A common name Flame Tree
SeedlingProbably going to be a little bit of a wait.
Young plantDitto as above
JuvenileThis is one of 3 Brachychiton acerifolius I found as I was exploring a bit of South facing ridge, not far from the house as the Pidgeon flies. You can see dead and rotting Privett branches on the ground.
This was the largest of the 3 at the time, about as high as the bottom of it's current canopy. There was another smaller specimen maybe 20cm to its' left. I transplanted it to the other side of the creek valley, a Northerly aspect among Acacia maidenii, Acacia irroratata, Eucalyptus saligna and Tristaniopsis laurina, it also is doing well. There is another one just out of frame, downhill on the right hand side. It has had a hard life with nibblers until I created a special cage for it, to prevent nibbling from underneath, with 3 stakes to prevent the cage being pushed over. Must be tasty.
Flame Trees can be seen as red spots on the hills around the top end of Mooral Creek at the right time of year.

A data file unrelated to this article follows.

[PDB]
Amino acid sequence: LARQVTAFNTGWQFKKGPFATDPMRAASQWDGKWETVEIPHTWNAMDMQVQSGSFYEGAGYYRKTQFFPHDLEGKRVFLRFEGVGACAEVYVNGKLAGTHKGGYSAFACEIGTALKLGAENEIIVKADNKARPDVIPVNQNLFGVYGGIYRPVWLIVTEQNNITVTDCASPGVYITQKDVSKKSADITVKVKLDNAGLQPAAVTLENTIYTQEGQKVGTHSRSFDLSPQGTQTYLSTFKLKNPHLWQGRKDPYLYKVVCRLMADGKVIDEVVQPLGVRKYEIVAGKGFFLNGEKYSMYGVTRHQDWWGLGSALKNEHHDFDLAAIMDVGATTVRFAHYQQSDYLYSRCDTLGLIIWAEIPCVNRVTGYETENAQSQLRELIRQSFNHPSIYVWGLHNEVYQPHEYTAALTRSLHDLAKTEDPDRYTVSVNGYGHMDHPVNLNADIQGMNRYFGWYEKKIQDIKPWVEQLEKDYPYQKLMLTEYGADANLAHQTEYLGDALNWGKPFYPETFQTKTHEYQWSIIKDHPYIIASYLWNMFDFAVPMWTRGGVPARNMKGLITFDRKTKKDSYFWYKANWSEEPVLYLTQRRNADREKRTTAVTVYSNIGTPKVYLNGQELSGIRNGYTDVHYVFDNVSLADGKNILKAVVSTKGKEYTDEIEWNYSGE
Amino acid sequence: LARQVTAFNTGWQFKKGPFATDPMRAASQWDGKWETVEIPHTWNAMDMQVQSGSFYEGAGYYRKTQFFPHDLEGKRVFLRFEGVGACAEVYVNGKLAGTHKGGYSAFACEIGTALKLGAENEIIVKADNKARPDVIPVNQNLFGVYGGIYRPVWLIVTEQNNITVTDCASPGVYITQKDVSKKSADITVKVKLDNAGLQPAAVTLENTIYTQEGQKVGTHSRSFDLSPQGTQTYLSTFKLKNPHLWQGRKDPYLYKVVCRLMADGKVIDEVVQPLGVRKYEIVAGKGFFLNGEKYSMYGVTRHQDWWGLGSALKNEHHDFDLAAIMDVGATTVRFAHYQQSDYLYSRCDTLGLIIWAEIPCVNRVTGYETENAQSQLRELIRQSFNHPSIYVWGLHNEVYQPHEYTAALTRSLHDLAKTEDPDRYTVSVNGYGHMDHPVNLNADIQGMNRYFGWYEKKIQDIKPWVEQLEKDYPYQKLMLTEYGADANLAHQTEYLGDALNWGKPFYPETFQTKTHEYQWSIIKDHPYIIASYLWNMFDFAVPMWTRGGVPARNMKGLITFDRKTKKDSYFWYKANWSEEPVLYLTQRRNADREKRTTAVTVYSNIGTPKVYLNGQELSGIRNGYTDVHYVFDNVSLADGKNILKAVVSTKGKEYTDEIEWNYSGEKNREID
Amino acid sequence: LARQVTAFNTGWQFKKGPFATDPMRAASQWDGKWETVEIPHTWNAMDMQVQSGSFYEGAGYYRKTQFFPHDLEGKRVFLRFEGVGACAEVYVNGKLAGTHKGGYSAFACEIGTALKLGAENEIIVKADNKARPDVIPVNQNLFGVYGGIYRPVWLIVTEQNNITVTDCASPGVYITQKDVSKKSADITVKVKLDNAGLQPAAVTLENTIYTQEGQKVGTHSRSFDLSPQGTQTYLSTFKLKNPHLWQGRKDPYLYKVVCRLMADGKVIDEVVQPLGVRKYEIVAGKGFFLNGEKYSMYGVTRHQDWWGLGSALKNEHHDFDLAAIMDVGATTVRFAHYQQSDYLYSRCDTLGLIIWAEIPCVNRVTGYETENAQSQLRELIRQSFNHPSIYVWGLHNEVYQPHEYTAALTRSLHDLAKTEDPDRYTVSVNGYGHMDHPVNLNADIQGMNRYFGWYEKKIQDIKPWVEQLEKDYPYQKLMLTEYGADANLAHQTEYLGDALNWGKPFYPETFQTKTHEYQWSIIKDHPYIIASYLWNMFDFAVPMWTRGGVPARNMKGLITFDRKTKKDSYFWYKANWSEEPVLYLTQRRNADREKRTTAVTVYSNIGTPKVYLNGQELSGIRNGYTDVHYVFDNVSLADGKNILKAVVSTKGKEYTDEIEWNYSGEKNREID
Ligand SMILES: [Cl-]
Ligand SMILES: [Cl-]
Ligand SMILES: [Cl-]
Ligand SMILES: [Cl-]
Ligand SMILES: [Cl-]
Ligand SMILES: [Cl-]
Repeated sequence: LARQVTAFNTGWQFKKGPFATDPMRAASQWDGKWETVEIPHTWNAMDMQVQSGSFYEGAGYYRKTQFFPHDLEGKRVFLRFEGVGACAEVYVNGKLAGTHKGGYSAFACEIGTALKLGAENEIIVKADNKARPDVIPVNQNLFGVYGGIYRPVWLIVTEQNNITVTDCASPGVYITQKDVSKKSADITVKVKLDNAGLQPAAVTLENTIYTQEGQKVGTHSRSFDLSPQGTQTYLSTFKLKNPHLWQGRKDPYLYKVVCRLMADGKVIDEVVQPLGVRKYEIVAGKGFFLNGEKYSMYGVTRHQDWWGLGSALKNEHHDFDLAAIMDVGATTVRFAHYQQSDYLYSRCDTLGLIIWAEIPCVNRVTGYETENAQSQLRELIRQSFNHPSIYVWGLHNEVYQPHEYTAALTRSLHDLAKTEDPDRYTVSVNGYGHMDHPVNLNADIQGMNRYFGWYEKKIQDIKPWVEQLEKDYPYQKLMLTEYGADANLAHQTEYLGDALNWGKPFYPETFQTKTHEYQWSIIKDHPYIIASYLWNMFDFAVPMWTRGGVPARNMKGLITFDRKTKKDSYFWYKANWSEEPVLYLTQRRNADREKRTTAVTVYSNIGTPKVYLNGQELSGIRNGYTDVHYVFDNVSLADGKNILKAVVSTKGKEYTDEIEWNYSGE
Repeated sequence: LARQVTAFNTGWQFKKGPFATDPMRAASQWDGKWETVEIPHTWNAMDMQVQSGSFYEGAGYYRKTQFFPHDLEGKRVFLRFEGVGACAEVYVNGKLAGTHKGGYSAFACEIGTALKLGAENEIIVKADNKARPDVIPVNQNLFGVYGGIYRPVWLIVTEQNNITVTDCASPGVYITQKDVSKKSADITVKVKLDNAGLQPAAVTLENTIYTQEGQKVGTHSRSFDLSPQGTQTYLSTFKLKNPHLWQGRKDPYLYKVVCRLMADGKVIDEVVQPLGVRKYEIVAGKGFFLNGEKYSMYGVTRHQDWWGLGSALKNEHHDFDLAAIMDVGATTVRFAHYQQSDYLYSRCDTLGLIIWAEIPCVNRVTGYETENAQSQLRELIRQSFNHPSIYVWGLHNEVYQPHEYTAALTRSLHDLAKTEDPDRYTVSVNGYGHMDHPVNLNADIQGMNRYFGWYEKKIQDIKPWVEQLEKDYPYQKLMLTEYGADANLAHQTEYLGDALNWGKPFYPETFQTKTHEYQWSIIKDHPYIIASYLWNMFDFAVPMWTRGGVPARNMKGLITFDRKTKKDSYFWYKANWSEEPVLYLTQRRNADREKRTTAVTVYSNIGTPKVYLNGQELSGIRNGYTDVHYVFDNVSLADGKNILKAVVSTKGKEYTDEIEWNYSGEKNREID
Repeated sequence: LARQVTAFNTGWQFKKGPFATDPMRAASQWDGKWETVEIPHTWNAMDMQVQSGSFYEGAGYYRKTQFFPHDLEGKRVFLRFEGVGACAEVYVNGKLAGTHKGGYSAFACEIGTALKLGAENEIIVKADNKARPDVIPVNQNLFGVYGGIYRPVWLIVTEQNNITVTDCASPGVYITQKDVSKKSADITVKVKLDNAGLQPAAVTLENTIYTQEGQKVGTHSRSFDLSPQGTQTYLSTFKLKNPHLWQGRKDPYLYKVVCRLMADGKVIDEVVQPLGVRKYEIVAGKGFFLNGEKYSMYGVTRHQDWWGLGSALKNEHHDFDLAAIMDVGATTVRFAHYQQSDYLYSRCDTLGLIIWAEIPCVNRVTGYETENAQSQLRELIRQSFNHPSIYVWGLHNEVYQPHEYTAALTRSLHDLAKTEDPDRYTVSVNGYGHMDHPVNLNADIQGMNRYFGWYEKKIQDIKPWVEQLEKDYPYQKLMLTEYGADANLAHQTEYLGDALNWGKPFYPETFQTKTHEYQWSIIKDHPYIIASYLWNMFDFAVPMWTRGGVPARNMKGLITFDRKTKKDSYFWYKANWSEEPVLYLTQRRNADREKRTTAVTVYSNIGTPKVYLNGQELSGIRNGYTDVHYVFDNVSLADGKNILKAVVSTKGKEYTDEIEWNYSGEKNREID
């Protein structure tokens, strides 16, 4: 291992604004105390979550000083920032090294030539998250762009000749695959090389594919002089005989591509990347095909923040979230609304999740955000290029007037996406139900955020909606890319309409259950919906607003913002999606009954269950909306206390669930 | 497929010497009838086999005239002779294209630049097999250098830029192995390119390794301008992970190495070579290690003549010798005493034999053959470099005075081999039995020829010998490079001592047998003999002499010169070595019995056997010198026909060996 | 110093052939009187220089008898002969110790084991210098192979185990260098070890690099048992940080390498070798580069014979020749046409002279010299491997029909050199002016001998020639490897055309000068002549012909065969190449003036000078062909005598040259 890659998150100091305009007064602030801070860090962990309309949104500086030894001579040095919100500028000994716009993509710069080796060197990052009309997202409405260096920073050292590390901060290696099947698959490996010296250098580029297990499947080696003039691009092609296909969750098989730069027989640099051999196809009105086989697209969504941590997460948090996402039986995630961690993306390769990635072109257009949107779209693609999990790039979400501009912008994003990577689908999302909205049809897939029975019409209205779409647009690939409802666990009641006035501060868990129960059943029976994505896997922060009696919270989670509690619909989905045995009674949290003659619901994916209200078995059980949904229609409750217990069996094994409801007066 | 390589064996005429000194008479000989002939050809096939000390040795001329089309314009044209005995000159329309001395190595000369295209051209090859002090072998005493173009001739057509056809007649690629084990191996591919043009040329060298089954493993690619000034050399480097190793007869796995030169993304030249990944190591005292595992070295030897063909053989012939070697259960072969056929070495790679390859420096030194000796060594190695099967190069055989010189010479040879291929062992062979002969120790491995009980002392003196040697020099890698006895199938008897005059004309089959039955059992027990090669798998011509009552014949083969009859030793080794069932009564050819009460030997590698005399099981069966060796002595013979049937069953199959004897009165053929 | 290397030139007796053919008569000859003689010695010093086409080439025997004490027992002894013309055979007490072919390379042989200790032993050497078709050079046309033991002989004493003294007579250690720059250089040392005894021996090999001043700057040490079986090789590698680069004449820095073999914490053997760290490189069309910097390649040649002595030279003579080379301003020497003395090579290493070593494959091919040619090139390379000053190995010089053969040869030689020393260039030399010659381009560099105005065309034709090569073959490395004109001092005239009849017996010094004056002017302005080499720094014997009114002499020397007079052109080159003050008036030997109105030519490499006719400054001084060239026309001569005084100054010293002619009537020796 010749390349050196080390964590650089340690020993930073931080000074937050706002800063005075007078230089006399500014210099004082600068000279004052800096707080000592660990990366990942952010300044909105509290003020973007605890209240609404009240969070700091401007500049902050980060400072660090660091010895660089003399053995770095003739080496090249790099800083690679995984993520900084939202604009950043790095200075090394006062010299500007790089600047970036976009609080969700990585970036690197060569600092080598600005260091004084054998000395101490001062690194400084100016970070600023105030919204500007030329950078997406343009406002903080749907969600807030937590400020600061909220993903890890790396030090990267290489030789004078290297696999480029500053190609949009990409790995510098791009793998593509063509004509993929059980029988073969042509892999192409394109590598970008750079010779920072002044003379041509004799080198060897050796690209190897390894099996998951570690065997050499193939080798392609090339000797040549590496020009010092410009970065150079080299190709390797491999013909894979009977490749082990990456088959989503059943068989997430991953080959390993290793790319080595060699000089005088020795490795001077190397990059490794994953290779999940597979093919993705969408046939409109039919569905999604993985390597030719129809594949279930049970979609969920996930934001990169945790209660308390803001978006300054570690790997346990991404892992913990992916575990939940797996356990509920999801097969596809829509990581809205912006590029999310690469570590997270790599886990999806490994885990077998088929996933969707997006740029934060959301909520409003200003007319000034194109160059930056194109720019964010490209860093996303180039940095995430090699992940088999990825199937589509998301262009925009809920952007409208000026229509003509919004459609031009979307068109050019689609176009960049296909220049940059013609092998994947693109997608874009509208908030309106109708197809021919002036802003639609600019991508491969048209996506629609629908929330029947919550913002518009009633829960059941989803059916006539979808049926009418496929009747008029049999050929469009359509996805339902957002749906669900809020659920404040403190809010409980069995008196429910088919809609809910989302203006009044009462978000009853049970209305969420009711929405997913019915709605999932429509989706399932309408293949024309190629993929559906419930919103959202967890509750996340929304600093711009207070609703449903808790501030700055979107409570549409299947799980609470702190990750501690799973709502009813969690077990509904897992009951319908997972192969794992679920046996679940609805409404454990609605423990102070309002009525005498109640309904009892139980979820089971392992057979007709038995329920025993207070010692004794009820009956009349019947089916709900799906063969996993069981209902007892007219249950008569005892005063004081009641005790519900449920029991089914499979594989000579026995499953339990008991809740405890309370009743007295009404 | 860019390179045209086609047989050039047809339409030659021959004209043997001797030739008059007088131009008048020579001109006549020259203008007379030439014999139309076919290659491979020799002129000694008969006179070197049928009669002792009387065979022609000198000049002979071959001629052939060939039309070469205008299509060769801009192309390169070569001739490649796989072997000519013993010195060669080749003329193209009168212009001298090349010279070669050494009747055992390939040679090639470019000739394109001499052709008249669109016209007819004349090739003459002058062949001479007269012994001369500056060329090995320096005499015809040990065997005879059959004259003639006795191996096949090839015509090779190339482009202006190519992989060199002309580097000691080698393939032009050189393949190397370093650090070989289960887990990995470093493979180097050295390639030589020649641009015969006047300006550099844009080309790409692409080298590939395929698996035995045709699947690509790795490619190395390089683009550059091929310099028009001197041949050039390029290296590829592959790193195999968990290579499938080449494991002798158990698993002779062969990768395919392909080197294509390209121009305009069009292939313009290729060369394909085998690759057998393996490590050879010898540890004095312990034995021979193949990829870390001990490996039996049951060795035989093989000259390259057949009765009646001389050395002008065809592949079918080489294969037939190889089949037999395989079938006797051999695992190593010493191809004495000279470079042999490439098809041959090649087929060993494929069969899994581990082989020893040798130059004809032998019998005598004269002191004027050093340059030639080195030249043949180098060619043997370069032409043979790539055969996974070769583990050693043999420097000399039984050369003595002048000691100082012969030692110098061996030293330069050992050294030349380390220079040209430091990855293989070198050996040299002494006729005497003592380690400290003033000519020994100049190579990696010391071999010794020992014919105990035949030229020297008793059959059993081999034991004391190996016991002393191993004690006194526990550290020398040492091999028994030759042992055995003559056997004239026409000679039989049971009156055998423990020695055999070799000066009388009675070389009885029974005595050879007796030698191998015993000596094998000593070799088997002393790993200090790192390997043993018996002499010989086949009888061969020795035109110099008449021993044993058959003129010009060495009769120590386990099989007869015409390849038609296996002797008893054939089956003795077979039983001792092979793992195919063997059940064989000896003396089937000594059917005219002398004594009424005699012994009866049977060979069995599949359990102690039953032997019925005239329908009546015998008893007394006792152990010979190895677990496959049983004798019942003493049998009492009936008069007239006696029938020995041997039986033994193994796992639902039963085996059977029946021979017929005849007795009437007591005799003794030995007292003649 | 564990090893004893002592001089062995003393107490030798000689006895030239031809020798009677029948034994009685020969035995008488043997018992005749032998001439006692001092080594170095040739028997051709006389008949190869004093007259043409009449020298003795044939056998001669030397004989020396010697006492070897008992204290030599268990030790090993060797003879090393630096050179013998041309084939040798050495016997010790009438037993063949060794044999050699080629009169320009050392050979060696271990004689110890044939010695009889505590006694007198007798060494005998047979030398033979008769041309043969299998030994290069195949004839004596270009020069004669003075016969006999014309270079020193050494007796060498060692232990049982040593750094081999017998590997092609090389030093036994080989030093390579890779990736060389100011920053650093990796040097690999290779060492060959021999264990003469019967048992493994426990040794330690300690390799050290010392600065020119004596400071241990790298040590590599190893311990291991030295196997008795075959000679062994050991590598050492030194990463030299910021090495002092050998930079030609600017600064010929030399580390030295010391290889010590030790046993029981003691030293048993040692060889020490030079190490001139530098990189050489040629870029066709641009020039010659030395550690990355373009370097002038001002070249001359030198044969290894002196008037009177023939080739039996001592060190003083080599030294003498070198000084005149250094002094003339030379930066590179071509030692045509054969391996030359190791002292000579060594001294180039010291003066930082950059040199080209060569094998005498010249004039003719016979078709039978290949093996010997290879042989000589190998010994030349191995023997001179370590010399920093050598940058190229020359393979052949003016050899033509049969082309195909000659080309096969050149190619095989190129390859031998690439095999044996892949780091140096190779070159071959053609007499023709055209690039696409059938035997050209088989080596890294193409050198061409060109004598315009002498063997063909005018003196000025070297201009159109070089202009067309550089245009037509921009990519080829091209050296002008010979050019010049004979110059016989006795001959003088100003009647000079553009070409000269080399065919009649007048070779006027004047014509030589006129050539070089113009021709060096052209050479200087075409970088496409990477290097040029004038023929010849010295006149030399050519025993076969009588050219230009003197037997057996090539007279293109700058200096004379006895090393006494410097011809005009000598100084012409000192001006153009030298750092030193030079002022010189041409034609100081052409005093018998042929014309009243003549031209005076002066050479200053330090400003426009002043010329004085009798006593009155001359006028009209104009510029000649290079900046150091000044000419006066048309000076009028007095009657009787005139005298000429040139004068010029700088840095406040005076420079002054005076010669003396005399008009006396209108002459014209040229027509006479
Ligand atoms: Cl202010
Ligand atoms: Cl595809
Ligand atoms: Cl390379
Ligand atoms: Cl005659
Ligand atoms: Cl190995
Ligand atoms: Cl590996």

I will definately be propagating from this one when it sets seed.
That's a fair size Tallowwood trunk you can see poking above the hill to the left of the Flame Tree, immediatley behind me would be a Denhamia celastroides.
To the right is the transplanted Flame Tree I mentioned above, caged for reasons as above. To the right of the cage is the white trunk of a young Tristaniopsis laurina, commonly known as a Water Gum. Tristaniopsis laurina tend to occur in groves, as this one does.
Just a closer view of a juvenile leaf Flame Tree leaf.
The first Juvenile photo in this series was taken in late July 2007, this is the same plant in late July 2009, 2 days short of two years. In good conditions they grow rapidly. Behind this self sown sapling is another Tristaniopsis laurina, the primary trunk is the one immediately to the right of the top of the Brachychiton leaves. I expect the Flame Tree to out grow it in less than five years.